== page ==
Transmuting has been introduced as a secondary tradeskill since I left and, like enchanting in WoW, it requires items of a certain quality to be deconstructed in order to provide materials for making other stuff. This means that dropped loot of the right profile (“treasured”) is ludicrously overpriced, whereas crafted goods (which aren’t adequate for transmuting unless they’re made with rare resources) remain free of the hike. EQ2 combat arts and spells need to be upgraded, and one way to do that is via drop-loot books… which can be transmuted. So the apprentice IV version of a spell (crafted) is likely to cost you a few silver now, while the Adept I version (dropped, transmutable) will cost you at least 10 times as much — and trust me, the improvement to the skill between one version and the next does not justify the price tag.
It’s not so bad if you understand the underlying reasons for the ways in which prices evolve over time, but for new players — and there are some — it has to be quite baffling. That said, mudflation in EQ2 has been nowhere near as bad as that I saw when I returned to SWG, where prices had risen in truly ridiculous ways: stuff that used to cost 4,000 credits now costs 4,000,000 in some cases, and having a billion credits barely entitles you to a chair by the kitchen (at that same snooty-maitre’d restaurant, keep up with the metaphor over there in the back!).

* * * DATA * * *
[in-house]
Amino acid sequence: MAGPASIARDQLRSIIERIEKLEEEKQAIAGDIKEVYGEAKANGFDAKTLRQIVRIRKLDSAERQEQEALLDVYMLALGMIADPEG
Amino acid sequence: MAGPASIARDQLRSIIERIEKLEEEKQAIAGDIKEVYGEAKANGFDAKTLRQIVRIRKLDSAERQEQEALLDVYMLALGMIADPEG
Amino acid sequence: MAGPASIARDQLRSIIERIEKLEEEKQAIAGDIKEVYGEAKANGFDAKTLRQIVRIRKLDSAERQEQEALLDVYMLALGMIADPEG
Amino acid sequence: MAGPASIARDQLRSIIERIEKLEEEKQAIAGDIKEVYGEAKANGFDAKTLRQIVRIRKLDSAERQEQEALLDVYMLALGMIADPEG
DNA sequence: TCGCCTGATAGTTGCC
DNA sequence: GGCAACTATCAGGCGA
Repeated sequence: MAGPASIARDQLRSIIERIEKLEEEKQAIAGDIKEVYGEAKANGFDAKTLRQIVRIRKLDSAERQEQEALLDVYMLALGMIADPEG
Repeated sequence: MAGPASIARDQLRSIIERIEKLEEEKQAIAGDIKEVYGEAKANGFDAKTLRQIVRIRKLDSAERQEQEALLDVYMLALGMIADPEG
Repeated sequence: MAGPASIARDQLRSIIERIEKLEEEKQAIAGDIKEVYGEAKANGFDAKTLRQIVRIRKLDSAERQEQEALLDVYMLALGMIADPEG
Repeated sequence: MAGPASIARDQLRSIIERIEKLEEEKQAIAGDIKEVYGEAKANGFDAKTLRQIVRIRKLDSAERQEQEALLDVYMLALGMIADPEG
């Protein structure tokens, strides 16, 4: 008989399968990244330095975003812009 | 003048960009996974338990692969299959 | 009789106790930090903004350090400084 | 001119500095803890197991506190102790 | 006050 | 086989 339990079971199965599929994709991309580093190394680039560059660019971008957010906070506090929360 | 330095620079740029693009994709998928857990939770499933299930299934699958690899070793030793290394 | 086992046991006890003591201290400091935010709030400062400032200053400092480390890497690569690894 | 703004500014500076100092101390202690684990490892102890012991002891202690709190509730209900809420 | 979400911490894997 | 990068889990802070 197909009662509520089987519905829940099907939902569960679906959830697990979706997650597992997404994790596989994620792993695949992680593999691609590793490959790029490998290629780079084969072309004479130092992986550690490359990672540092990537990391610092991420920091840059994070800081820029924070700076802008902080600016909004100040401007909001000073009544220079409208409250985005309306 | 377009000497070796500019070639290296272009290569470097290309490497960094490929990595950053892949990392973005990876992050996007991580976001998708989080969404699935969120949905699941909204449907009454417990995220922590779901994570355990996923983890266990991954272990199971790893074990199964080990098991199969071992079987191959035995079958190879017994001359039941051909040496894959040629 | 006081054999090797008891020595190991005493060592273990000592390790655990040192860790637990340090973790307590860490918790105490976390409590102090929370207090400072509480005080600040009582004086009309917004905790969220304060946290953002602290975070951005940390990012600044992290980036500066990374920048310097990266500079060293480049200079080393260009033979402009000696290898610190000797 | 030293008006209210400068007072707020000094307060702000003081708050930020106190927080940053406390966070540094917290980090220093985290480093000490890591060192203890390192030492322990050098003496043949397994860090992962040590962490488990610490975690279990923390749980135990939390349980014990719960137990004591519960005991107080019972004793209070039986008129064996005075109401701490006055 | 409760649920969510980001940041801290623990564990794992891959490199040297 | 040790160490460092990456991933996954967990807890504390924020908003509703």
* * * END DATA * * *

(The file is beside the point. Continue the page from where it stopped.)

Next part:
What makes things difficult for the rare new player is, of course, that coin generation hasn’t changed much in-game, and so it can be pretty hard to figure out why level-appropriate gear costs 10 gold per piece when NewPlayer0002 is being paid 3 silver per completed quest. These days, being skilled at reading auction houses, forecasting trends and jumping on hot-item bandwagons seems to be as important as knowing how to cleave a kobold in half.
What’s really getting to me, however, is run speed. There was a time, what I’ll call the PJ era (Pre-Journeyman’s cloak), when a +20% run speed was really quite adequate, and +40 was definitely like owning a Jaguar. Now, +40 is laughed at and a horse is totally 2005 — bears, warthogs, rhinos, and giant squid (for all I know) are where it’s at in the mount stakes. If it isn’t +60 AND shooting flames out of its ass, it’s just not a mount these days, honey. OR there’s the Journeyman’s cloak, which all new accounts (I think? created a certain way? anyway, it’s not hard to get) receive, and which provides a base +25% run speed. I have no idea if it stacks with a mount, because it does stack with class runspeed buffs, so my level 8 newbs are faster than my level 80 provisioner on her 9 platinum horse. That, as horsey people say, chaps my ass — to the extent that I wish all my old accountees had access to the cloak. My poor ranger, with her +16, just seemed to be running through treacle the other day, and we all know how I am with runspeed.
All is not lost, however. As long as I can figure out what sells these days ( transmuting stuff and collection stuff, basically), making the plat to buy mounts for my poor old ladies shouldn’t be too diffcult. And then, J-cloak or no, they can at least travel in speed, if not in the latest flame-shooting, strange-animal based style.